I have seen some contractors bash the use of sealers on their websites. They try to sell you the idea that the contractors that are using sealers are just trying to skimp on costs by skipping the first coat of polyurethane. These contractors are simply misinformed. Manufacturers and the National Wood Flooring Association alike both strongly recommend the use of sealers, especially when using water-based polyurethanes.
For those who don't know, a sealer is a coat that is applied before the final step of polyurethane; it can be applied to raw wood, for a natural look, or over the stain of your choice. It is recommended to use one to two coats of sealer followed by two coats of polyurethane, as opposed to the alternative three-coat of poly method. Water-based polyurethane is actually strong enough that, when it is applied and seep into the cracks, it act as a glue and bond the boards together; this is called side bonding and, when done in large chunks, it is called panelization (see photo below). You run into a problem when the wood shrinks, in the low humidity months, and pulls apart from itself in large chunks. Using a sealer is one way to help prevent this problem. Another way to avoid that type of shrinkage is to run a whole home humidifier and to keep your house between 35-55% relative humidity.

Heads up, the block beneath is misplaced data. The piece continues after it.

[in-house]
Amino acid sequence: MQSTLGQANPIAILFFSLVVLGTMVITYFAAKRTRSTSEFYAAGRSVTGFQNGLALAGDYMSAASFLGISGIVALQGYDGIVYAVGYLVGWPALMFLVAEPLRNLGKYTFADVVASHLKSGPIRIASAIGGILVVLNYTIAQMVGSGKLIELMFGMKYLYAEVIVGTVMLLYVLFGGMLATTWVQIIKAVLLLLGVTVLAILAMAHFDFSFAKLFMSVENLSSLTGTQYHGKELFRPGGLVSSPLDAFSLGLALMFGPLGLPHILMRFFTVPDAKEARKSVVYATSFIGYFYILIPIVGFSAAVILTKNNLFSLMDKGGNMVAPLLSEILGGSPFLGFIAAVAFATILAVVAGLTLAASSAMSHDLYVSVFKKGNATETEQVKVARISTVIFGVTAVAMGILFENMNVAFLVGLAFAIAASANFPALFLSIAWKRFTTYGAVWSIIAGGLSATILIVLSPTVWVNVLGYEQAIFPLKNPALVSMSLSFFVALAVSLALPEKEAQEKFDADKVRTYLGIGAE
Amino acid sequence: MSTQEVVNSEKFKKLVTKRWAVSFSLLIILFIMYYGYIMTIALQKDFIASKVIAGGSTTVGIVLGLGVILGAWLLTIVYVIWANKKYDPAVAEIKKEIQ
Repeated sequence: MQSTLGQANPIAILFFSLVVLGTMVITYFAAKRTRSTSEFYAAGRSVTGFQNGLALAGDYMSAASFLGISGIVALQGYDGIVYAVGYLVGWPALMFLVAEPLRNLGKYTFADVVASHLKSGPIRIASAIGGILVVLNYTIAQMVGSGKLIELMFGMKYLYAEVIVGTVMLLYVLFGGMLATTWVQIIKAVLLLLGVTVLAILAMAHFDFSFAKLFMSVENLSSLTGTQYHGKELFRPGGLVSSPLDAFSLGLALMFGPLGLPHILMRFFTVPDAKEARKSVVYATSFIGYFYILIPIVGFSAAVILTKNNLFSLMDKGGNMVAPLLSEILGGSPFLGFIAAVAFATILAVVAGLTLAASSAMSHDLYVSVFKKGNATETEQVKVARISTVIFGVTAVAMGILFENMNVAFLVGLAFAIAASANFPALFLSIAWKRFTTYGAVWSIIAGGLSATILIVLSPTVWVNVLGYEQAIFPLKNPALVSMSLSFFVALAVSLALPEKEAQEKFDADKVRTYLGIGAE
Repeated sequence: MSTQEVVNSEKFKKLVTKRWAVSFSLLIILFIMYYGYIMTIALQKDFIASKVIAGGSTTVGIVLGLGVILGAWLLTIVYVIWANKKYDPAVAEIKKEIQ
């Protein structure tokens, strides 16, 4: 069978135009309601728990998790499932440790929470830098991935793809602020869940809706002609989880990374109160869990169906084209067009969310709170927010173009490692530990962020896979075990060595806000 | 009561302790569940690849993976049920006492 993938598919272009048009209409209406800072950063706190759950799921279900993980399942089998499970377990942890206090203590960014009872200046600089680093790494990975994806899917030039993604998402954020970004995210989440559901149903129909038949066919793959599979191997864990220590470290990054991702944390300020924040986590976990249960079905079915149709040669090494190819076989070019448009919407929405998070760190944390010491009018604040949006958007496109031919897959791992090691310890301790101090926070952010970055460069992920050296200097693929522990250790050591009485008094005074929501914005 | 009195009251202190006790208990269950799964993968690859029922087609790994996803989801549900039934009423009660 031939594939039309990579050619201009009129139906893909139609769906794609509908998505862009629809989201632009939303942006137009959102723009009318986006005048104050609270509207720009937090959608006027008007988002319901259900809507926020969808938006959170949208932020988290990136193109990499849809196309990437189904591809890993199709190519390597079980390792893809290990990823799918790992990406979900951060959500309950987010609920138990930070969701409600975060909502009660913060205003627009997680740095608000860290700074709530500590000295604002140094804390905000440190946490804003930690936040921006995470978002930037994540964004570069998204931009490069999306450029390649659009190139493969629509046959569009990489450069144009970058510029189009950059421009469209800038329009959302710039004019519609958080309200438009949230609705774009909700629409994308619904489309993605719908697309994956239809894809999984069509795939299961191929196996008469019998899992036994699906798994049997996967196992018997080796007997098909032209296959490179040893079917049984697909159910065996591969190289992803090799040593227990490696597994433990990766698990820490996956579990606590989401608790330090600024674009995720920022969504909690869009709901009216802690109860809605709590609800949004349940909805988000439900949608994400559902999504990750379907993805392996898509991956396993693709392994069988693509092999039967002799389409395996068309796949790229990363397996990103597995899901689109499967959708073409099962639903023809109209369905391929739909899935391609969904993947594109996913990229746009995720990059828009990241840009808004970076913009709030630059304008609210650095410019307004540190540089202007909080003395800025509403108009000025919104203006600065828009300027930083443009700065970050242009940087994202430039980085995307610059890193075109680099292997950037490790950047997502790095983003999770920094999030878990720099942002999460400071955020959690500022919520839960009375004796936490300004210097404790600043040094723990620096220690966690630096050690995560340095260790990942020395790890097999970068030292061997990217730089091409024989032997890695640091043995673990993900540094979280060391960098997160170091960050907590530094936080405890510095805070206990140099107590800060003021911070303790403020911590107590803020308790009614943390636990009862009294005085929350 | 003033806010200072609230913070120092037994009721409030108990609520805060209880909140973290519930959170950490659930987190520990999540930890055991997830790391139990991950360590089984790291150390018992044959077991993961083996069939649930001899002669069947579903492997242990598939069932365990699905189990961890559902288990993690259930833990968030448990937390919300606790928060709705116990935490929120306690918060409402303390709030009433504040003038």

Tannin bleed is an issue that occurs when water-based polyurethanes pull up the tannins in the wood and leave stains. Sealers are a great help in preventing this problem, which can frequently occur in wood species with a large amount of naturally occurring tannins like white oak.
If you fail to follow the manufacturers process, you run the risk of suffering serious damage to your new floors, including shifting and splitting of boards and ugly stains. My advice is to do your research. Manufacturers stress the importance of sealers for a reason, and the benefits of following this protocol far outweigh the risks you run by neglecting this step in the process.